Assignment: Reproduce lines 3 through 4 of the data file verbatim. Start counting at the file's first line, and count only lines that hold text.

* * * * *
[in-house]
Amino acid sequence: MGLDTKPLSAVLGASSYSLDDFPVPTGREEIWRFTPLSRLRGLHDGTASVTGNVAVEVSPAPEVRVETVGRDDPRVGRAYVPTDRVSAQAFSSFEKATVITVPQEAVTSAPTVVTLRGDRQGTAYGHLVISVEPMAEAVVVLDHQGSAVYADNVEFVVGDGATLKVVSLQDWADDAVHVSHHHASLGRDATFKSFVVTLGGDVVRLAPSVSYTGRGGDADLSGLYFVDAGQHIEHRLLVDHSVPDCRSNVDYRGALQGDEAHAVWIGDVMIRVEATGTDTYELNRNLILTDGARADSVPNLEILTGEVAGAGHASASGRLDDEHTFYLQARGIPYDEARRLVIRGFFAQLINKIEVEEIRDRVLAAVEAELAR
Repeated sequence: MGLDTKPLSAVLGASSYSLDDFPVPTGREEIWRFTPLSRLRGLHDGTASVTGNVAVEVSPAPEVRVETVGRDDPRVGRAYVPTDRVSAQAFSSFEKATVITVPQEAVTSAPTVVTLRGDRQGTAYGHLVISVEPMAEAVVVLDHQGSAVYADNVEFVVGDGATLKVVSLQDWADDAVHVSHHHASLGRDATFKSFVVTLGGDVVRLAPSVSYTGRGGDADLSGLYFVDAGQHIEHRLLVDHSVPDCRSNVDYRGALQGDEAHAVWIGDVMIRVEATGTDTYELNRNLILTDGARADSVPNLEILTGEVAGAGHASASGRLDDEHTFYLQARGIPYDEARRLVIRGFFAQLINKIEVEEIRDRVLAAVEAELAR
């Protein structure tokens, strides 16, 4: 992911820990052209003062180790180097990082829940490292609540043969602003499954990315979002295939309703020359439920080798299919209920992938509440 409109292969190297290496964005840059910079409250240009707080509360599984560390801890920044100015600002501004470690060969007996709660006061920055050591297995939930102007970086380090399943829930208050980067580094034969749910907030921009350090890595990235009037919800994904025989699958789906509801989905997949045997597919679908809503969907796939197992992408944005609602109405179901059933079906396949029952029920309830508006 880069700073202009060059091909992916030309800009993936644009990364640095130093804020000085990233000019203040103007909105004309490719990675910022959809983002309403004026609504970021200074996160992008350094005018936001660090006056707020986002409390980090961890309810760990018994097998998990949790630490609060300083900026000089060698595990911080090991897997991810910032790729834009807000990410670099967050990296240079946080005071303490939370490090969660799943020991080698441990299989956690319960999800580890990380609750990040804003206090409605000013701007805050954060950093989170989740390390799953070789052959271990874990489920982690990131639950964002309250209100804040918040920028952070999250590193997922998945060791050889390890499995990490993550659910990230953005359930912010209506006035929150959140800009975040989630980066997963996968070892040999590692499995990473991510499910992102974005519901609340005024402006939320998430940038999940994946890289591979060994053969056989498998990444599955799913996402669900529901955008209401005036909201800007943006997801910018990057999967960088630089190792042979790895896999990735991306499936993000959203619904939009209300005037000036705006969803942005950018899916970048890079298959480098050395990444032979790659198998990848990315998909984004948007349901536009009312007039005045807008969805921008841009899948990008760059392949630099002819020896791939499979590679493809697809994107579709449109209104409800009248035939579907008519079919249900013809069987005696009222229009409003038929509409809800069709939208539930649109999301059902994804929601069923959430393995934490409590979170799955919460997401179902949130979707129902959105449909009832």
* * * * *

Repeated sequence: MGLDTKPLSAVLGASSYSLDDFPVPTGREEIWRFTPLSRLRGLHDGTASVTGNVAVEVSPAPEVRVETVGRDDPRVGRAYVPTDRVSAQAFSSFEKATVITVPQEAVTSAPTVVTLRGDRQGTAYGHLVISVEPMAEAVVVLDHQGSAVYADNVEFVVGDGATLKVVSLQDWADDAVHVSHHHASLGRDATFKSFVVTLGGDVVRLAPSVSYTGRGGDADLSGLYFVDAGQHIEHRLLVDHSVPDCRSNVDYRGALQGDEAHAVWIGDVMIRVEATGTDTYELNRNLILTDGARADSVPNLEILTGEVAGAGHASASGRLDDEHTFYLQARGIPYDEARRLVIRGFFAQLINKIEVEEIRDRVLAAVEAELAR
């Protein structure tokens, strides 16, 4: 992911820990052209003062180790180097990082829940490292609540043969602003499954990315979002295939309703020359439920080798299919209920992938509440 409109292969190297290496964005840059910079409250240009707080509360599984560390801890920044100015600002501004470690060969007996709660006061920055050591297995939930102007970086380090399943829930208050980067580094034969749910907030921009350090890595990235009037919800994904025989699958789906509801989905997949045997597919679908809503969907796939197992992408944005609602109405179901059933079906396949029952029920309830508006 880069700073202009060059091909992916030309800009993936644009990364640095130093804020000085990233000019203040103007909105004309490719990675910022959809983002309403004026609504970021200074996160992008350094005018936001660090006056707020986002409390980090961890309810760990018994097998998990949790630490609060300083900026000089060698595990911080090991897997991810910032790729834009807000990410670099967050990296240079946080005071303490939370490090969660799943020991080698441990299989956690319960999800580890990380609750990040804003206090409605000013701007805050954060950093989170989740390390799953070789052959271990874990489920982690990131639950964002309250209100804040918040920028952070999250590193997922998945060791050889390890499995990490993550659910990230953005359930912010209506006035929150959140800009975040989630980066997963996968070892040999590692499995990473991510499910992102974005519901609340005024402006939320998430940038999940994946890289591979060994053969056989498998990444599955799913996402669900529901955008209401005036909201800007943006997801910018990057999967960088630089190792042979790895896999990735991306499936993000959203619904939009209300005037000036705006969803942005950018899916970048890079298959480098050395990444032979790659198998990848990315998909984004948007349901536009009312007039005045807008969805921008841009899948990008760059392949630099002819020896791939499979590679493809697809994107579709449109209104409800009248035939579907008519079919249900013809069987005696009222229009409003038929509409809800069709939208539930649109999301059902994804929601069923959430393995934490409590979170799955919460997401179902949130979707129902959105449909009832």